PREVIOUSLY, 6:48 AM: Amidst speculation of a plea deal in the making between his team and the Montgomery County D.A.’s office, Bill Cosby arrived in court this morning for the first of two days of pre-trial hearings over the alleged 2004 sexual assault of Andrea Constand that could see over a dozen other accusers permitted to testify next year.

Both sides in the matter have denied a plea deal is in the works, but a source close to the situation tells Deadline that there have been “early conversations” between Cosby’s attorneys and the PA office of D.A. Kevin Steele

Waving to onlookers as he has at past hearings, the much accused and allegedly nearly blind actor entered the Norristown, PA courthouse just before 9 AM local time on Tuesday with a cane in one hand and a bodyguard supporting the other. Drawing on a line from the incident at the University of Florida in 2007 during a John Kerry speech, the comedian quipped “don’t tase me bro” to court security as he entered the building, according to the Associated Press.

With a trial set to start next June, it is not laughing matter that the 79-year old Cosby could face up to a decade behind bars and hefty fines if found guilty of the three felony charges of second-degree aggravated indecent assault against the then Temple University employee.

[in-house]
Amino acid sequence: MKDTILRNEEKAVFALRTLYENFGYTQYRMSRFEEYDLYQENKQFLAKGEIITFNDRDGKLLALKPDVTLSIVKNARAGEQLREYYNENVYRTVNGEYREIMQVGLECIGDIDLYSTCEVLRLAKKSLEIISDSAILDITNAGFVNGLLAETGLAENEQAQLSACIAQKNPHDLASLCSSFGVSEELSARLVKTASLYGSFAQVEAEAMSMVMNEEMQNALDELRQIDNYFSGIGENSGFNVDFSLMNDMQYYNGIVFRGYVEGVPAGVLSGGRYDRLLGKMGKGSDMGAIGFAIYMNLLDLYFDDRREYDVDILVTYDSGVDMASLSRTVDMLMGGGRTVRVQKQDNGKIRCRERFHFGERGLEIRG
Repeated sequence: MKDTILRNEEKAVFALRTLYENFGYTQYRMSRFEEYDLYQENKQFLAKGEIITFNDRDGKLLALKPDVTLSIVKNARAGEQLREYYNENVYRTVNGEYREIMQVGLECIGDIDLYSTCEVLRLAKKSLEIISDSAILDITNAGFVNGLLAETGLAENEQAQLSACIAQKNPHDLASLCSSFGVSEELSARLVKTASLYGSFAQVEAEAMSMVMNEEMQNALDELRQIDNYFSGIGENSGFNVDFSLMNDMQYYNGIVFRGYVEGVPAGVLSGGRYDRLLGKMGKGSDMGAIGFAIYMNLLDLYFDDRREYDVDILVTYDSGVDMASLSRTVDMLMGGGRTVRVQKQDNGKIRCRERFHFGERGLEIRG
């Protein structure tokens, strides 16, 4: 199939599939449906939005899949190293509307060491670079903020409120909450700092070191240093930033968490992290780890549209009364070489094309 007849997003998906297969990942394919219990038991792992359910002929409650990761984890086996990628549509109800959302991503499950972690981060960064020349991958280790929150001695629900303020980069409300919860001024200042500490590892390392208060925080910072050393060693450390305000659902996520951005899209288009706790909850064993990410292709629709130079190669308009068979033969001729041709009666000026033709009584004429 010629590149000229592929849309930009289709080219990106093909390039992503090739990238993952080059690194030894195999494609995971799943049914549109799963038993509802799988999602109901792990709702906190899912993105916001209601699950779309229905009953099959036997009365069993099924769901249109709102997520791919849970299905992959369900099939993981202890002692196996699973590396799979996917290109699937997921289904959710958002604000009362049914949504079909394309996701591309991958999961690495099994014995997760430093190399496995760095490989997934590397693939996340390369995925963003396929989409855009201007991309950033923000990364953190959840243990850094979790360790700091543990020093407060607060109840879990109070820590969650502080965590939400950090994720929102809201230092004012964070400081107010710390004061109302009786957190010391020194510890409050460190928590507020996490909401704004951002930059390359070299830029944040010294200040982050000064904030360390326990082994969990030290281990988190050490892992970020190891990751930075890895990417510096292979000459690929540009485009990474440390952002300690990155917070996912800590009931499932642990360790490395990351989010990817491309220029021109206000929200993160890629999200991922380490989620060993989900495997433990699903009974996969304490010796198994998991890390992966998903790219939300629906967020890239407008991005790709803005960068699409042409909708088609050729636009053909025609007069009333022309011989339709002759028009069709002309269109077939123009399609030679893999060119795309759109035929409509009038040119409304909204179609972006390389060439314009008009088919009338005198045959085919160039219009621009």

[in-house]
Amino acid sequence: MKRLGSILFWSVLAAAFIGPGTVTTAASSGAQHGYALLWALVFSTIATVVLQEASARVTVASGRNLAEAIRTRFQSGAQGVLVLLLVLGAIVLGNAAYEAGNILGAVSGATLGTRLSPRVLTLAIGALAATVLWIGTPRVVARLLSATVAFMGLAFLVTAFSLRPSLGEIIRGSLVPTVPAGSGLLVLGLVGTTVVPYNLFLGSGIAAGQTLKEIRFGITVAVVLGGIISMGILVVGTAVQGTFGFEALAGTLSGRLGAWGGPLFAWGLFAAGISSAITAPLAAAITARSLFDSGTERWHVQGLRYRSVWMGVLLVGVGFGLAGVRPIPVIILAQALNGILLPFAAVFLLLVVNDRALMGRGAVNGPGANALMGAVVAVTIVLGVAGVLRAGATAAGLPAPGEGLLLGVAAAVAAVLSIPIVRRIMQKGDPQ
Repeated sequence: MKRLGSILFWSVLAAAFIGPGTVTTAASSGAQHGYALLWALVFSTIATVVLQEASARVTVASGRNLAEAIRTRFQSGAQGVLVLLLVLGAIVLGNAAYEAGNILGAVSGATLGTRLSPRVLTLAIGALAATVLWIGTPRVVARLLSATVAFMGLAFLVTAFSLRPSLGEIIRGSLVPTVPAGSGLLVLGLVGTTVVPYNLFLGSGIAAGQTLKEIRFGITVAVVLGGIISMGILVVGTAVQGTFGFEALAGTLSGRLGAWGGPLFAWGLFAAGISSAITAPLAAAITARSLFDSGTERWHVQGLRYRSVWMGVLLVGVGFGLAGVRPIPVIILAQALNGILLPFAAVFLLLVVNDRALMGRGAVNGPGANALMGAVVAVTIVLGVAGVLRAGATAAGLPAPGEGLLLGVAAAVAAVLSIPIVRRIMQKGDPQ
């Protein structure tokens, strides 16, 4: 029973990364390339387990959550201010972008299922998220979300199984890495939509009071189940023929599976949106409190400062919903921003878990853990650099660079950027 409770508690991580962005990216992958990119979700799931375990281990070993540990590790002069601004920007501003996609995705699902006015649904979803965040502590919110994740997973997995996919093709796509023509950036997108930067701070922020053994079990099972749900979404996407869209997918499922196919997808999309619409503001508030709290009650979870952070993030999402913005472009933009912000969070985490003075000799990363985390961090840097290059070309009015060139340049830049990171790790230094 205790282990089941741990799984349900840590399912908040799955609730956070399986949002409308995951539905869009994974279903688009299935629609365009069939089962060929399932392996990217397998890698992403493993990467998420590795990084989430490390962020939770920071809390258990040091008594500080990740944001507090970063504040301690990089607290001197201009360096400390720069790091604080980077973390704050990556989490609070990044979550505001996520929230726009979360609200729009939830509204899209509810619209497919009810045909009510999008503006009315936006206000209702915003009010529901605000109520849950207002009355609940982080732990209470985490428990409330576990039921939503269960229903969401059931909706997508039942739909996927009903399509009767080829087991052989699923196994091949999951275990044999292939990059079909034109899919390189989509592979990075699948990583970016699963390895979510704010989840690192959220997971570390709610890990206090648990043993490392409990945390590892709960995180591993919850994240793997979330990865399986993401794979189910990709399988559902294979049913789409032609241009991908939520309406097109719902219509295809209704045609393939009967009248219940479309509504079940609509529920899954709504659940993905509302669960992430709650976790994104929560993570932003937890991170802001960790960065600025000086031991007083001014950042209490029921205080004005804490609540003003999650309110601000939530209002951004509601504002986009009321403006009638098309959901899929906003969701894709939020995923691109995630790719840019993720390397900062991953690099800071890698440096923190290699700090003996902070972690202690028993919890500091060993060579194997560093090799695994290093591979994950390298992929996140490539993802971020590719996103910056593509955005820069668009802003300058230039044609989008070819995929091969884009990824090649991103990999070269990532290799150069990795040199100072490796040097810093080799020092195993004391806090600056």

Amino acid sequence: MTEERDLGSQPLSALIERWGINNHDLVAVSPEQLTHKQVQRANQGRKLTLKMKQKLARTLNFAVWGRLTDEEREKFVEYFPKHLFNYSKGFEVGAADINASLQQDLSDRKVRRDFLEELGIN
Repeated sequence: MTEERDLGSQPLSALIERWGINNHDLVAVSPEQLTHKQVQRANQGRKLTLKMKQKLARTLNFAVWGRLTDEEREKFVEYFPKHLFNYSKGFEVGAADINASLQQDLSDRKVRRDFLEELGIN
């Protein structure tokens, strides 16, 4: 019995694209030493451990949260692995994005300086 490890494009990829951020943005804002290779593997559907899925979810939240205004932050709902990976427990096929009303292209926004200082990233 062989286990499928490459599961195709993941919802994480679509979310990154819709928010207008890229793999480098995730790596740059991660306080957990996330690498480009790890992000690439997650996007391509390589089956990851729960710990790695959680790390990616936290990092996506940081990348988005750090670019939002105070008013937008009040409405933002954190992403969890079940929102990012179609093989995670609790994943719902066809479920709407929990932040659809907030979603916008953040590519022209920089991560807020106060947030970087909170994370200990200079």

After the first set of pre-trial hearings last month and a series of subsequent rulings from Judge Steven O’Neill that did not go his way, Cosby’s lawyers today and Wednesday will seek to halt or blunt arguments by prosecutors to have 13 other women who have accused the actor of sexual assault and/or drugging them to take the stand to reinforce Constand’s story.

Despite over 60 women having now gone public in the past two years with their own stories of assault by The Cosby Show creator, the Pennsylvania case is the only criminal case against Bill Cosby. The actor was charged late last year just before Pennsylvania’s 12-year statute of limitations on sex crimes expired. He was arraigned December 30 and released on $1 million bail without entering a plea. In the subsequent months, Cosby and his somewhat revolving door of attorneys have tried a variety of methods and jurisdictions to get the case dismissed – none ultimately successful obviously.